1960s >> 1961 >> no-677-january-1961

The Nature of the Universe

Lucretius (about 100BC – 50BC)

The Nature of the Universe 

Nothing can ever be created by divine power out of nothing. The reason why all mortals are so gripped by fear is that they see all sorts of things happening on the earth and in the sky with no discernible cause, and these they attribute to the will of a god. Accordingly, when we have seen that nothing can be created out of nothing, we shall then have a clearer picture of the path ahead, the problem of how things are created and occasioned without the aid of the gods.

Learn, therefore that the universe is not bounded in any direction. If it were, it would necessarily have a limit somewhere. But clearly a thing cannot have a limit unless there is something outside to limit it, so that the eye can follow it up to a certain point but not beyond. Since you must admit that there is nothing outside the universe, it can have no limit and is accordingly without end or measure. It makes no odds in which part of it you may take your stand: whatever spot anyone may occupy, the universe stretches away from him just the same in all directions without limit. Suppose for a moment that the whole of space were bounded and that someone made his way to its uttermost boundary and threw a flying dart. Do you choose to suppose that the missile. hurled with might and main, would speed along the course on which it was aimed? Or do you think something would block the way and stop it? You must assume one alternative or the other. But neither of them leaves you a loophole. Both force you to admit that the universe continues without end. Whether there is some obstacle lying on the boundary line that prevents the dart from going farther on its course or whether it flies on beyond, it cannot in fact have started from the boundary. With this argument I will pursue you. Wherever you may place the ultimate limit of things, I will ask you: “Well then, what does happen to the dart?” The upshot is that the boundary cannot stand firm anywhere, and final escape from this conclusion is precluded by the limitless possibility of running away from it.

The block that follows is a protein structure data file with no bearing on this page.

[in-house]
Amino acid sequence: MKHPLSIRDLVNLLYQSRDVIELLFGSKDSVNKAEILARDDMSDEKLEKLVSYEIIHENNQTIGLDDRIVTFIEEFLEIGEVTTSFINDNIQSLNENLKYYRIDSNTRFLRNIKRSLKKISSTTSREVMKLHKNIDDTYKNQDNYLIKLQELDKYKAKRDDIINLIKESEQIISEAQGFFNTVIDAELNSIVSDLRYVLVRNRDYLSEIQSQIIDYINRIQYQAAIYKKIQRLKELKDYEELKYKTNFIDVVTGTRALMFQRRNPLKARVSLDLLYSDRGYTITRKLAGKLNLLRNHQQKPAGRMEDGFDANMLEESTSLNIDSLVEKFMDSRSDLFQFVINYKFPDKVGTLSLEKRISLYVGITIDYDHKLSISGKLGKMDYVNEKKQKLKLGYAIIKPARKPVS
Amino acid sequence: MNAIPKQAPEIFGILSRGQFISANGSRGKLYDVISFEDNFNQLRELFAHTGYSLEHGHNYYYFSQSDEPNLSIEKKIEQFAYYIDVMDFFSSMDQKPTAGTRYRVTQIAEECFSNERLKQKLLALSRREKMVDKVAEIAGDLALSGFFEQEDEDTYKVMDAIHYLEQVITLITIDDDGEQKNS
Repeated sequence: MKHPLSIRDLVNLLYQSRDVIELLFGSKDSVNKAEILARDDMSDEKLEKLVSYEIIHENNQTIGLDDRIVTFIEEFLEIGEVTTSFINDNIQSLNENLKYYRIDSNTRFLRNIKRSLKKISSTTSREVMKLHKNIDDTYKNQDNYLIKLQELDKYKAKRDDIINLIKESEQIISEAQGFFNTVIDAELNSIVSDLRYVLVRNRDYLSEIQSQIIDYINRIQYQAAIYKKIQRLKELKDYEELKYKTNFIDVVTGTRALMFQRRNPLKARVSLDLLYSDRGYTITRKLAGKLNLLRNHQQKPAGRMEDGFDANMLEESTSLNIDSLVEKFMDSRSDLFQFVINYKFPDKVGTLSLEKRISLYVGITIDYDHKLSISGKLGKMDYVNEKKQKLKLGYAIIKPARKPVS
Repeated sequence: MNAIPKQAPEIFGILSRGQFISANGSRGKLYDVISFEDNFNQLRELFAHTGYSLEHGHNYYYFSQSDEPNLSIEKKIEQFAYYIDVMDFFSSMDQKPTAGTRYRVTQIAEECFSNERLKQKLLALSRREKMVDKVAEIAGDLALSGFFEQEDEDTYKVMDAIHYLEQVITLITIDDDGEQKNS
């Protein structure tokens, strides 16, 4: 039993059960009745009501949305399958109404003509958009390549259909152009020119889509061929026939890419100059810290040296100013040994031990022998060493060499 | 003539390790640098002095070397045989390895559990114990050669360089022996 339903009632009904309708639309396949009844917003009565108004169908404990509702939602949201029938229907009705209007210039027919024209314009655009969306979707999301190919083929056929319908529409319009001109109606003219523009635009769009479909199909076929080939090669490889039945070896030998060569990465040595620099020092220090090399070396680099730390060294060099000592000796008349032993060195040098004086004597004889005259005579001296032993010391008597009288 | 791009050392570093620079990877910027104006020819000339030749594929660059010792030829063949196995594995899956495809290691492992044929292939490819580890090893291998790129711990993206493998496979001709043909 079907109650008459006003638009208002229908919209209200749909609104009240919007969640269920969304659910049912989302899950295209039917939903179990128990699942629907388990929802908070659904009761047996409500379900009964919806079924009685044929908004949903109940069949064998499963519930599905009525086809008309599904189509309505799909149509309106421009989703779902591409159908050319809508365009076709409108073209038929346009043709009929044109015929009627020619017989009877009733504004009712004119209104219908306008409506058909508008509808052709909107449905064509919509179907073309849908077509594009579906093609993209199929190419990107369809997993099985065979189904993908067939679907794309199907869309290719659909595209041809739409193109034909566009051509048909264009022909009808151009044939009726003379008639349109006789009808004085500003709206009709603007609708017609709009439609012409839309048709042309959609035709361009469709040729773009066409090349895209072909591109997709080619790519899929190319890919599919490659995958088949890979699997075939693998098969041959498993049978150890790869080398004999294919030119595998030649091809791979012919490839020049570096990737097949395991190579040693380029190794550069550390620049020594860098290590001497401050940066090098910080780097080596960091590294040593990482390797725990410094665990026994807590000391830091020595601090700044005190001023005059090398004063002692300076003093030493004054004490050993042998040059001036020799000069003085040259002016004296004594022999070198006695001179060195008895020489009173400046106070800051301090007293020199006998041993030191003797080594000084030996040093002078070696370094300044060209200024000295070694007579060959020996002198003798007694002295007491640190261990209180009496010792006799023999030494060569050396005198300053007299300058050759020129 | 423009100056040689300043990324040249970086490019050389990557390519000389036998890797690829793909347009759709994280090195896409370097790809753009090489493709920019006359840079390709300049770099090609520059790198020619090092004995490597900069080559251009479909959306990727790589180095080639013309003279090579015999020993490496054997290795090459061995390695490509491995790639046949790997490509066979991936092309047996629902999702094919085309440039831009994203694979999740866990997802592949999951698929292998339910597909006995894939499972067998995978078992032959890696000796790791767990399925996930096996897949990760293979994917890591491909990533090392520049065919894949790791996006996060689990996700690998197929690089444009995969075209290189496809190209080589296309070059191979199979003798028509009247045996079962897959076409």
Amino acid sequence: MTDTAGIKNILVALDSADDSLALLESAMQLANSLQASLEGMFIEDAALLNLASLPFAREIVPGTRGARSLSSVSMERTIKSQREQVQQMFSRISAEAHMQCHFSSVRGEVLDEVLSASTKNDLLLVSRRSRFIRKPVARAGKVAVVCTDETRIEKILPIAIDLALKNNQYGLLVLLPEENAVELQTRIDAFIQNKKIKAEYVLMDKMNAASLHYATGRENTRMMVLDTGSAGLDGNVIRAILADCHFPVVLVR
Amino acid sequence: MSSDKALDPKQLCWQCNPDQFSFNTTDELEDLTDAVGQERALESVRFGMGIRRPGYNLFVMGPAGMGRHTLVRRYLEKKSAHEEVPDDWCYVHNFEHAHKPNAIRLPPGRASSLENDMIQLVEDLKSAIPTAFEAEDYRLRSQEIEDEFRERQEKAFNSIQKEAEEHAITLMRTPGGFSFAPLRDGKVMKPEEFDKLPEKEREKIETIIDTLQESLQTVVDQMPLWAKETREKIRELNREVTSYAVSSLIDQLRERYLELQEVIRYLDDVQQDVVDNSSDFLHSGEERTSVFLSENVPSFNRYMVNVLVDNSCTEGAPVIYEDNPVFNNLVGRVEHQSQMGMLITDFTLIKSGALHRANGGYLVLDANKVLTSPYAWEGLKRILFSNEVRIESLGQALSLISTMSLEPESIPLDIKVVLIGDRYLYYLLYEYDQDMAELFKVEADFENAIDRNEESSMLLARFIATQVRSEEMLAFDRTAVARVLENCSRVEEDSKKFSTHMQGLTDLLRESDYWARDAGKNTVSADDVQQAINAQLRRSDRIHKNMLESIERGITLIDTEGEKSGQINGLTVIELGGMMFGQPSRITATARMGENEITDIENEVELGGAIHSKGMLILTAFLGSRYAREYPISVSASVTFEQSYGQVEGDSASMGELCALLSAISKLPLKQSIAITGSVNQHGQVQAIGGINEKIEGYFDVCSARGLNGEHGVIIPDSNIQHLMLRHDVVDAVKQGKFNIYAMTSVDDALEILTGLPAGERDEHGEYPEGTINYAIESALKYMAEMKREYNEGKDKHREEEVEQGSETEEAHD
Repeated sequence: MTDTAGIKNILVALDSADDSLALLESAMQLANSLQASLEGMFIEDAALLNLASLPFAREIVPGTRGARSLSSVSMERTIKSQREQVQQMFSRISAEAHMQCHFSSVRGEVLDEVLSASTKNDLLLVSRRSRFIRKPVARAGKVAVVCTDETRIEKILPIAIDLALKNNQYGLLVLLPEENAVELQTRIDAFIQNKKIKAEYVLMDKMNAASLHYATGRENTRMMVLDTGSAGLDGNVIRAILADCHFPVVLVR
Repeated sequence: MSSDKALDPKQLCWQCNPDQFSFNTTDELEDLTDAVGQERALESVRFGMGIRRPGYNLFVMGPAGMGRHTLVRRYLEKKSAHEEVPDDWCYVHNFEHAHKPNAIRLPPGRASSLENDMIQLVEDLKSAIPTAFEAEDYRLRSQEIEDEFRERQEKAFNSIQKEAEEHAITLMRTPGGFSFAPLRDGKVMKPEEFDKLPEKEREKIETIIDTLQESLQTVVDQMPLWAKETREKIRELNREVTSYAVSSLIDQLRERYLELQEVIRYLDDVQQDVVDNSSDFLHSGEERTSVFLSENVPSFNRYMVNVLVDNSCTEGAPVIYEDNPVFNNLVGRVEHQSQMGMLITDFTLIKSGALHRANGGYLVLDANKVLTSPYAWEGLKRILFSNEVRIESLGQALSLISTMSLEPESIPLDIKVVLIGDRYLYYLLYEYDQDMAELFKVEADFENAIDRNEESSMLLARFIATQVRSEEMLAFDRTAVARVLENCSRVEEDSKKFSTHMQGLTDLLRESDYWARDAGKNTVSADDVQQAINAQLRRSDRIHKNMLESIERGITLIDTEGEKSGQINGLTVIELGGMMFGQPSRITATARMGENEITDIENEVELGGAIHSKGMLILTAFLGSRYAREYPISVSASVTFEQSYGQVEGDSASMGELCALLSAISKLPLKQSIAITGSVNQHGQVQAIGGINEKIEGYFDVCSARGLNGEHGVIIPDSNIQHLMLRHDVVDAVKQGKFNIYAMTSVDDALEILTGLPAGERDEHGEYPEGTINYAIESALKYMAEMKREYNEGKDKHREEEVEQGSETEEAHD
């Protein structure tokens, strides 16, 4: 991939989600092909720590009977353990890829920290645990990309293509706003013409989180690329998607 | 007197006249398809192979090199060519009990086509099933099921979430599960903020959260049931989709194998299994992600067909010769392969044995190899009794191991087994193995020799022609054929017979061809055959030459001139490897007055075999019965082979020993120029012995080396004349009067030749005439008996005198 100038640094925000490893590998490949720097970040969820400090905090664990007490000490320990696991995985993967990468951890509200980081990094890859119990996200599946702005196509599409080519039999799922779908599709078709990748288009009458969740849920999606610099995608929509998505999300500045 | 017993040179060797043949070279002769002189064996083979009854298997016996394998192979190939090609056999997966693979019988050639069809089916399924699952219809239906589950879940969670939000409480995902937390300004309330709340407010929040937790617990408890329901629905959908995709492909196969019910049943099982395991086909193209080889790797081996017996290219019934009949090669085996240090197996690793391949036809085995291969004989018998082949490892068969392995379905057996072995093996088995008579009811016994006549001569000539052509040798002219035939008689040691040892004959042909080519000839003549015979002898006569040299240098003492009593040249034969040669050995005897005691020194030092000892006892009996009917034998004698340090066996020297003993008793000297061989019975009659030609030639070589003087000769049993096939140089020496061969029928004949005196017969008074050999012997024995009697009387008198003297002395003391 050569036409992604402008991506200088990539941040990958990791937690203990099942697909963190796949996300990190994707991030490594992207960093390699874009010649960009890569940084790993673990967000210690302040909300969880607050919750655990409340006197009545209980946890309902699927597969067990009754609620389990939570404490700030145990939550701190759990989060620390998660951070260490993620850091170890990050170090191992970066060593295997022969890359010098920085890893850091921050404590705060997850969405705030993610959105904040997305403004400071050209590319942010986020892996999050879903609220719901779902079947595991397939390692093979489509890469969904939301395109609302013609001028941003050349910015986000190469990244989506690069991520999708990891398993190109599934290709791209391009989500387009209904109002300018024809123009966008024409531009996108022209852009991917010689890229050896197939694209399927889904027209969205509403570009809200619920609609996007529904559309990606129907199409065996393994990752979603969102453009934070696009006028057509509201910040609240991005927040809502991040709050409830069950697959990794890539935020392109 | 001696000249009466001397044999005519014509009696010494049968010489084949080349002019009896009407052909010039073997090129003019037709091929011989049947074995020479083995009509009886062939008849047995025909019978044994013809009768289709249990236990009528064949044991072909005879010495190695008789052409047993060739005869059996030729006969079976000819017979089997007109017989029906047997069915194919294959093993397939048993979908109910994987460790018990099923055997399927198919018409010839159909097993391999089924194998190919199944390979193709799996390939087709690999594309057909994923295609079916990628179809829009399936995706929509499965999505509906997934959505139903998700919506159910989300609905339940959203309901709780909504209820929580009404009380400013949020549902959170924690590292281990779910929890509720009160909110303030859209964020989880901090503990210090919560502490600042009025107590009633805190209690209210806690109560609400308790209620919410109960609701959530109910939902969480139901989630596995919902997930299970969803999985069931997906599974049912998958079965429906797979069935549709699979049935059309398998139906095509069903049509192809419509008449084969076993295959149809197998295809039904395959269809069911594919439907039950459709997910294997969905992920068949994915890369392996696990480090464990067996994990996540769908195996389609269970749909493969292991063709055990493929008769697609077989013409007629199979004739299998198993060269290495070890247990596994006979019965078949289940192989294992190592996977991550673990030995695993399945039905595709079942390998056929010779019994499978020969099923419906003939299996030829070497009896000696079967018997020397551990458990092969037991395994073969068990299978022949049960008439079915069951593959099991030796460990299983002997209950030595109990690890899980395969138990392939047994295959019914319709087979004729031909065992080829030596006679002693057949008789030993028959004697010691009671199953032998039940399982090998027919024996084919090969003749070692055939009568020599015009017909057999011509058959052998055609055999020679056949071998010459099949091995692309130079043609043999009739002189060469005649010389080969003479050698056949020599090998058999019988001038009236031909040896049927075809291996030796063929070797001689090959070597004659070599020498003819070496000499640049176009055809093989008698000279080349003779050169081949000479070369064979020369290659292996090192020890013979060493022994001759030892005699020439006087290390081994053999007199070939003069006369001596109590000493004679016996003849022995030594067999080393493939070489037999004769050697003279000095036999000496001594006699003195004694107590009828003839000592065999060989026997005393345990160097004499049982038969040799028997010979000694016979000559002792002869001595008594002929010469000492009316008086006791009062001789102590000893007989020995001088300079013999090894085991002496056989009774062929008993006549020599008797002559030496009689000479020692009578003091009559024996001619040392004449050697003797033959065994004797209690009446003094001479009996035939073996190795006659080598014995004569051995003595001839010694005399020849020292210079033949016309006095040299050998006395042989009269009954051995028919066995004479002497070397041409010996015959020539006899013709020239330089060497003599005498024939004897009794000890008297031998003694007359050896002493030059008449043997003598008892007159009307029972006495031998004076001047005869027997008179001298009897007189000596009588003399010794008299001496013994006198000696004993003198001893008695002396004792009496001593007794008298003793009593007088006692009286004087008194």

Extracted from the edition published by Penguin Books (2s. 6d.)